Over one hundred years ago, cabarets began to flourish in Berlin. Performances included political satires and gallows humor until Nazi power began repressing this intellectual criticism. Many cabaret performers were imprisoned for being gay. While in the concentration camps, they continued having cabarets until they were extinguished.
Teri Darnell helped protect the freedom of West Berliners while stationed at Tempelhof Air Base in Berlin during the 1980’s before the collapse of the Berlin Wall. When Teri arrived for duty in Berlin, part of orientation was visiting Sachsenhausen. The Nazi concentration camp was used primarily for political prisoners. Meat hooks lined the walls. Prisoners hung on the hooks until gassed to death in the chambers. This horrific visual was etched in Teri’s mind forever. At that moment, she completely understood the importance of freedom and protecting our democracy and those of our allies against the control of communist powers.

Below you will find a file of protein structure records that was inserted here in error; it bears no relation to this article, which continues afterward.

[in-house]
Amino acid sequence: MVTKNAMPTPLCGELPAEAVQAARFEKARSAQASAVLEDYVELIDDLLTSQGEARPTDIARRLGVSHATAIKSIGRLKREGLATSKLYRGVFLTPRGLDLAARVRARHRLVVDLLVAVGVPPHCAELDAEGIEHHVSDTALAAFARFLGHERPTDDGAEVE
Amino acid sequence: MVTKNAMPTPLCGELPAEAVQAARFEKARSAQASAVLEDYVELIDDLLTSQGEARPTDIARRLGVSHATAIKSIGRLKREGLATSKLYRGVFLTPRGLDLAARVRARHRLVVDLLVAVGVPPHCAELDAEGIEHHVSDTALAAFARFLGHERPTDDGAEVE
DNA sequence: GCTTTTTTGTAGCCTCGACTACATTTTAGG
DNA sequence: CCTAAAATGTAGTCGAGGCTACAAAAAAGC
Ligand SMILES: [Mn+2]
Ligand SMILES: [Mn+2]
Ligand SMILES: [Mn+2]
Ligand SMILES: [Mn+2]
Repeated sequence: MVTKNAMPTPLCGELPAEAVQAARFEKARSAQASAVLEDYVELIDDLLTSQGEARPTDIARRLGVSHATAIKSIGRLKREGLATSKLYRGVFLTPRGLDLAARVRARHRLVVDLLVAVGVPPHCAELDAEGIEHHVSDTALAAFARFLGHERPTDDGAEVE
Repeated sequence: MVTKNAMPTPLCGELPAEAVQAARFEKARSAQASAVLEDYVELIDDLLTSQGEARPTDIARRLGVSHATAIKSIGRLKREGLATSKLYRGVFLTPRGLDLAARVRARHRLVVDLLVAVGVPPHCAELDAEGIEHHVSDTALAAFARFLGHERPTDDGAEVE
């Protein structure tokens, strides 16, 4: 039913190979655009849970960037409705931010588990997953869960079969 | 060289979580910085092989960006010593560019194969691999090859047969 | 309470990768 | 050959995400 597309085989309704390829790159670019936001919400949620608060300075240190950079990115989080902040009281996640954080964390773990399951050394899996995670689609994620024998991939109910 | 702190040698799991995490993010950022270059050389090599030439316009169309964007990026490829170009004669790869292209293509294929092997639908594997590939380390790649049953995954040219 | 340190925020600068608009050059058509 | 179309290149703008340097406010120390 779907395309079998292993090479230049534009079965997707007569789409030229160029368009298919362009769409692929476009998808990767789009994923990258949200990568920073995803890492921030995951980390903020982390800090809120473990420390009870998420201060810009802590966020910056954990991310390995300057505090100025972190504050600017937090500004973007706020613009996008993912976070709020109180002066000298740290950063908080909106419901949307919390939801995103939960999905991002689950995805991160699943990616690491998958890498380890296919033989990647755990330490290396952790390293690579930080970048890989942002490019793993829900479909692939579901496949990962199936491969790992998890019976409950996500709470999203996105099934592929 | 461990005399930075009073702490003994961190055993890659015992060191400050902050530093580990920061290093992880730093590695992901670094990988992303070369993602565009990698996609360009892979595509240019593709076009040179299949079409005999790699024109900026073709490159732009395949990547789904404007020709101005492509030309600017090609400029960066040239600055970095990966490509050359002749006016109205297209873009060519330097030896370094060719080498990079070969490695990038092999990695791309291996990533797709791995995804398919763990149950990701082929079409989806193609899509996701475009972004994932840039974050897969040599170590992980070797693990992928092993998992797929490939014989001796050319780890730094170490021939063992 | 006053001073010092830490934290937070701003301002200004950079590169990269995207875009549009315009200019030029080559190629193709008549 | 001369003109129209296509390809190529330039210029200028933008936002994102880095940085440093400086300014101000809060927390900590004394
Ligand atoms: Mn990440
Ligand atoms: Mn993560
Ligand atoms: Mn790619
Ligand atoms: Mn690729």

When she visited Berlin over thirty years later, she discovered Kabarett der Namenlosen (Cabaret of the Lost Artists). The show consisted of surreal “flashbacks” of Berlin before cabarets and gay venues in Berlin closed due the takeover of Nazi power. The performances of the ‘lost artists’ in Kabarett der Namenlosen reminded her of how fragile our democracy actually can be in times of political uncertainty.
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Kabarett Der Namenlosen (Cabaret of the Nameless)